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  5.  19
    Ulrich Meyer (2009). Times in Tense Logic. Notre Dame Journal of Formal Logic 50 (2):201--19.
    This paper explains how to obtain quantification over times in a tense logic in which all temporal distinctions are ultimately spelled out in terms of the two simple tense operators “it was the case that” and “it will be the case that.” The account of times defended here is similar to what is known as “linguistic ersatzism” about possible worlds, but there are noteworthy differences between these two cases. For example, while linguistic ersatzism would support actualism, (...)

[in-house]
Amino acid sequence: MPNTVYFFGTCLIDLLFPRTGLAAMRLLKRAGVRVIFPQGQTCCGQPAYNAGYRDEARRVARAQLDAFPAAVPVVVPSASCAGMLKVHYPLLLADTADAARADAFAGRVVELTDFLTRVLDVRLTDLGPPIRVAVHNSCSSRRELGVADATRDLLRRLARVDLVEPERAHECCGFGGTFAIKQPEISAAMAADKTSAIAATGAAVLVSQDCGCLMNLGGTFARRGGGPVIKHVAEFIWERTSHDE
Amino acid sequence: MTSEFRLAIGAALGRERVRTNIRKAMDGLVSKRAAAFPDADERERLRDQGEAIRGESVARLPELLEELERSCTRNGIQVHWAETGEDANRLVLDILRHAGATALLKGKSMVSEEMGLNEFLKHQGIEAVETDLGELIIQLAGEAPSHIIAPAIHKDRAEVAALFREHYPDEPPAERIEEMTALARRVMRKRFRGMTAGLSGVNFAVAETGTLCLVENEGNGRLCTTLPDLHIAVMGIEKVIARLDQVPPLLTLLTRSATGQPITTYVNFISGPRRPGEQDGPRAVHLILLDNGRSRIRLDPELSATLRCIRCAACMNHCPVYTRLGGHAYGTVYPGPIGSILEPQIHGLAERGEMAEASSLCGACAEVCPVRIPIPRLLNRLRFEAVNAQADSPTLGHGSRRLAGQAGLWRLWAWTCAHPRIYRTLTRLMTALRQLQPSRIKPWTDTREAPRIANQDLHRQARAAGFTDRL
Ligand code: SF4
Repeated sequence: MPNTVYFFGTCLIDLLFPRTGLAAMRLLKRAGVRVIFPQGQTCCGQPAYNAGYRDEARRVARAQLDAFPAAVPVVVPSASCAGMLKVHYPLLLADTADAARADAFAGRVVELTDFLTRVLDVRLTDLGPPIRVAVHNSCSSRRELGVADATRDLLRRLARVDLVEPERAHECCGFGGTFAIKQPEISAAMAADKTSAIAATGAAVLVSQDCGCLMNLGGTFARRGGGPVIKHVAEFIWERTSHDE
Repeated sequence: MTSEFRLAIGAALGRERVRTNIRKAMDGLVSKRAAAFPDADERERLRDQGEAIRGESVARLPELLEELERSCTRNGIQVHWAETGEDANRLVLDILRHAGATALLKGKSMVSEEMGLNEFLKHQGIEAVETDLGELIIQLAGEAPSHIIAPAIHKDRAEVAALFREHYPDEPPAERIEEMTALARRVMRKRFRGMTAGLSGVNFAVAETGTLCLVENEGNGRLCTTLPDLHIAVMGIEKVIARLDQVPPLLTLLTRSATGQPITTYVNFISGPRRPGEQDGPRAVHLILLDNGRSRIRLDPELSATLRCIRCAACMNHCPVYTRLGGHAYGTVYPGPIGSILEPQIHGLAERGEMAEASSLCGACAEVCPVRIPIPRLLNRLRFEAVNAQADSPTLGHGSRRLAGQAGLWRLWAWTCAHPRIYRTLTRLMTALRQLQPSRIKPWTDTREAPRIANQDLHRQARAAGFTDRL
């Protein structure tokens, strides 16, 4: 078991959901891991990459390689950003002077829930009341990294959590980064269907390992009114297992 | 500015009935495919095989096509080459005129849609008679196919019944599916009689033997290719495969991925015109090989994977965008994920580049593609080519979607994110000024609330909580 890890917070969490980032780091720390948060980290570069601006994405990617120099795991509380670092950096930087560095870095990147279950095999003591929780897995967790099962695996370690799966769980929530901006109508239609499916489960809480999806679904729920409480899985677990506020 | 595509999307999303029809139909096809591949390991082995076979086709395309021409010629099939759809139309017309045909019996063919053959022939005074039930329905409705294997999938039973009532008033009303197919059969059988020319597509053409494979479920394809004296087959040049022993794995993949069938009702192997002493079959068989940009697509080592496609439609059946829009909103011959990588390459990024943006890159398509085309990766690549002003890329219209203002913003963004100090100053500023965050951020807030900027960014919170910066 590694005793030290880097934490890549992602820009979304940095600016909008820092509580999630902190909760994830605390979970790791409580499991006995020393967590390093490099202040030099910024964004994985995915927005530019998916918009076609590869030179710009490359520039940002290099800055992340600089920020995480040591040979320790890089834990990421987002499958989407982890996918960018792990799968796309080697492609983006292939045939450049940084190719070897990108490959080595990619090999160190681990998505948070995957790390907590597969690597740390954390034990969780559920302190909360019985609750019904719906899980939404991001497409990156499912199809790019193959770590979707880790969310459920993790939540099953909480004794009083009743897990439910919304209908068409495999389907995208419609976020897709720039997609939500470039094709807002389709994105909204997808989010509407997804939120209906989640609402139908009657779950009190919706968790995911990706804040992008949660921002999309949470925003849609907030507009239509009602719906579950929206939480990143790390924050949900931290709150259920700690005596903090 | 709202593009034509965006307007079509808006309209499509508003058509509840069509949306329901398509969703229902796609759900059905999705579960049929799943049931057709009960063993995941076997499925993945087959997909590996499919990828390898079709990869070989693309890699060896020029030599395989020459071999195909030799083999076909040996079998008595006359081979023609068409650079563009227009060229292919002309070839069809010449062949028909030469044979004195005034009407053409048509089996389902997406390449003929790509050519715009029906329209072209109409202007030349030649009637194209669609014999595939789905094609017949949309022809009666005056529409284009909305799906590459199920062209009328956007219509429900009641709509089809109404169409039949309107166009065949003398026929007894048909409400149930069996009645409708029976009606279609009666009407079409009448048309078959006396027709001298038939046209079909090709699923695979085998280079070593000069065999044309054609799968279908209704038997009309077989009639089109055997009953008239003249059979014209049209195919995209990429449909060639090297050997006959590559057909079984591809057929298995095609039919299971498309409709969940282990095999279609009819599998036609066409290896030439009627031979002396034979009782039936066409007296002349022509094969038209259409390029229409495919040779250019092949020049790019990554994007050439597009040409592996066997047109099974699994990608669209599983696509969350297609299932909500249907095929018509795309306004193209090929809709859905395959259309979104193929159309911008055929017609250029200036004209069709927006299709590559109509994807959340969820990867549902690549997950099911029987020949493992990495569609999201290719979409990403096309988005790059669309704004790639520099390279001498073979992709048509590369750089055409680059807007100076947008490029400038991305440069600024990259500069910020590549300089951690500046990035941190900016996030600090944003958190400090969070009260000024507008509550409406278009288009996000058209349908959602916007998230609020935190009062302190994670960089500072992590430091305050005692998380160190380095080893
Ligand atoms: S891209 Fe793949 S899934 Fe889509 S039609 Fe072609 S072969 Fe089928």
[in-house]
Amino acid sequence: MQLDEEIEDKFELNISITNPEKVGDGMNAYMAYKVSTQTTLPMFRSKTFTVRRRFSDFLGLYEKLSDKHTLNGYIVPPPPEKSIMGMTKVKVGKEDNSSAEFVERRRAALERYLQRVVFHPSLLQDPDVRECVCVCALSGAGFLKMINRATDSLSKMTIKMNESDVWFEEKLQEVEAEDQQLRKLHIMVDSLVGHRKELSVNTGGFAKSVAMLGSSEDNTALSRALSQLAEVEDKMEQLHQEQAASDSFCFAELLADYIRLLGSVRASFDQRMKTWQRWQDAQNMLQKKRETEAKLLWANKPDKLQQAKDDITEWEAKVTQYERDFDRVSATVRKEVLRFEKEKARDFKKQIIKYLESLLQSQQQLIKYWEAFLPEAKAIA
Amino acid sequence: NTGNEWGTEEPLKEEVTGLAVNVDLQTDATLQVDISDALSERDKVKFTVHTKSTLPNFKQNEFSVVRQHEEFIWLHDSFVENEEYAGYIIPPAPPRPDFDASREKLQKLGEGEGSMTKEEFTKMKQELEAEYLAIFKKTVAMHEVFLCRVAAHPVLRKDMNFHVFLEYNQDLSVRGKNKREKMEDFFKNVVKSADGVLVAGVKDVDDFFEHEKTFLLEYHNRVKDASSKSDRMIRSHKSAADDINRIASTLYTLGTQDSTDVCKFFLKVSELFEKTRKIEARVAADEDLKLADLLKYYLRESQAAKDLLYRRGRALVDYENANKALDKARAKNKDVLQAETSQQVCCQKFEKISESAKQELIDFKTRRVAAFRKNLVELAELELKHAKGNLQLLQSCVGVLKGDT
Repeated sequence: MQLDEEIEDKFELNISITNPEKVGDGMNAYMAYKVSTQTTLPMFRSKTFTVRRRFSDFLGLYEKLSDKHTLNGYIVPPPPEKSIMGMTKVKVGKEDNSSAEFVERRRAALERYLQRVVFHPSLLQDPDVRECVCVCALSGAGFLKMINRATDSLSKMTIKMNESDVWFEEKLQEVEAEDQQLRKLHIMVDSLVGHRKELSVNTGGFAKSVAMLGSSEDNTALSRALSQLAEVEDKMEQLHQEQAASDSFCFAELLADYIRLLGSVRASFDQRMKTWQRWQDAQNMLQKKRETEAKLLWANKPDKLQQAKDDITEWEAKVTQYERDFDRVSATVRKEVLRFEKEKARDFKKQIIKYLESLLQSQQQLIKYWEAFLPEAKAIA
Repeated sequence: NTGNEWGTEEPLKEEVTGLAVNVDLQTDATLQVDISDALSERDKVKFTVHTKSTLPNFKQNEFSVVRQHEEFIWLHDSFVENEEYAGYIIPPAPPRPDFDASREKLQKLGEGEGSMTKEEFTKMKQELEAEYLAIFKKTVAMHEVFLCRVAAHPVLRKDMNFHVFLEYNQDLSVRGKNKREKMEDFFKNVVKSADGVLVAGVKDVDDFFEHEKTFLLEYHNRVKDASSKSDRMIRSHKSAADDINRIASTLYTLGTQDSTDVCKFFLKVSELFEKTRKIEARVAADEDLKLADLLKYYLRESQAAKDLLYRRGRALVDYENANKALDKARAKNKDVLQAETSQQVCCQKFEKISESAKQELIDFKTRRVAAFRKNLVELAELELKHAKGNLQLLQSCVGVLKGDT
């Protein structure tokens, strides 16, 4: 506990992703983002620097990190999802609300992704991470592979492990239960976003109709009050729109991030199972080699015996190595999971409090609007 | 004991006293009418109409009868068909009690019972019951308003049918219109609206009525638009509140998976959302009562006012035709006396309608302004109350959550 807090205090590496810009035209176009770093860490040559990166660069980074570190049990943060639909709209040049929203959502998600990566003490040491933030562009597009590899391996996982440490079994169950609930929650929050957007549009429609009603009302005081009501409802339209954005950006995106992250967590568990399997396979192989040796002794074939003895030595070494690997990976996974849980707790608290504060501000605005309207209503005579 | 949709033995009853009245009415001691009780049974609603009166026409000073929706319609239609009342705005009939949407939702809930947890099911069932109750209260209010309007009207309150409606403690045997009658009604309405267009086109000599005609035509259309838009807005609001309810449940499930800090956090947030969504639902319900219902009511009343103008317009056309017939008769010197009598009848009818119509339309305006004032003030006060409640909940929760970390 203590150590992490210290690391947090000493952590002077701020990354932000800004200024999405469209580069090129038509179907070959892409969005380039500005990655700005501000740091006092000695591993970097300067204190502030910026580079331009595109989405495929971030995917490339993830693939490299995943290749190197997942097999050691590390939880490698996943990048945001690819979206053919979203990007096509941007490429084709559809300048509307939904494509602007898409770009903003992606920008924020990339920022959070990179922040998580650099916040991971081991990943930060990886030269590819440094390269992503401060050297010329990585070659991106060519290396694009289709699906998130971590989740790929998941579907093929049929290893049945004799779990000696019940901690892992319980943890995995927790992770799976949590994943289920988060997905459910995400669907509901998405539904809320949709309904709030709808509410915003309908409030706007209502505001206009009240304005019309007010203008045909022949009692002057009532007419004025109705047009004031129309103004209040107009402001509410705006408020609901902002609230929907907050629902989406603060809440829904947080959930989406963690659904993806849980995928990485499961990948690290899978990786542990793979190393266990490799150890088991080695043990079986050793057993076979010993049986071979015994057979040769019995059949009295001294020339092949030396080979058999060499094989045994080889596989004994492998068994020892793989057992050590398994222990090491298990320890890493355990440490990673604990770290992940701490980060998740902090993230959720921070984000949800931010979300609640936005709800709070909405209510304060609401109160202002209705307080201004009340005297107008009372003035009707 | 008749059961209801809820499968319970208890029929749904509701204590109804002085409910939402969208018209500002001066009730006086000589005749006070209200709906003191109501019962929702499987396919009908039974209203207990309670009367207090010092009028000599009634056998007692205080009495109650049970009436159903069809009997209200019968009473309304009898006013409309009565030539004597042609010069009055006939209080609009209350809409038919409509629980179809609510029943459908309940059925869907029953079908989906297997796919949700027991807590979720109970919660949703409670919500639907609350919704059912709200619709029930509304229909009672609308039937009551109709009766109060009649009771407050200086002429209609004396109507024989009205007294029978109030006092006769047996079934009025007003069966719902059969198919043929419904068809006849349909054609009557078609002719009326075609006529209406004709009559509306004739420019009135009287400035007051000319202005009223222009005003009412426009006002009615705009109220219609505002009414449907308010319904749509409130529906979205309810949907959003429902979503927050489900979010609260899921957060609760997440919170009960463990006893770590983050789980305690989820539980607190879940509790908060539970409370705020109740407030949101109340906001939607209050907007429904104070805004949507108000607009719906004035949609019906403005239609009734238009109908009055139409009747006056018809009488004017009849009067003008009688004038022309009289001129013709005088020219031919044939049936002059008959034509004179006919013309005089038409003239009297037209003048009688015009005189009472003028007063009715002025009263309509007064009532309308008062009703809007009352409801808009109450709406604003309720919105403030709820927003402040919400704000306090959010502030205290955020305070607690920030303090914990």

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  6.  22
    Frank Jackson, Graham Priest & Barry Taylor (2004). Transworld Similarity and Transworld Belief. Australasian Journal of Philosophy 82 (1):213 – 225.
    Relations of transworld similarity play an essential role in Lewis's system. Analysis reveals that they involve the possibility of detailed transworld belief. Such belief is problematic within Lewis's framework. He has an answer to the problems raised, but it relies on a dubious distinction between natural and mere properties. Replacing that distinction with a respectable one undermines an essential part of his case against one of his chief opponents, the linguistic ersatzist.
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  7.  3
    Vittorio Morato (2006). Ridurre i mondi possibili al linguaggio. Annali Del Dipartimento di Filosofia 12:195-213.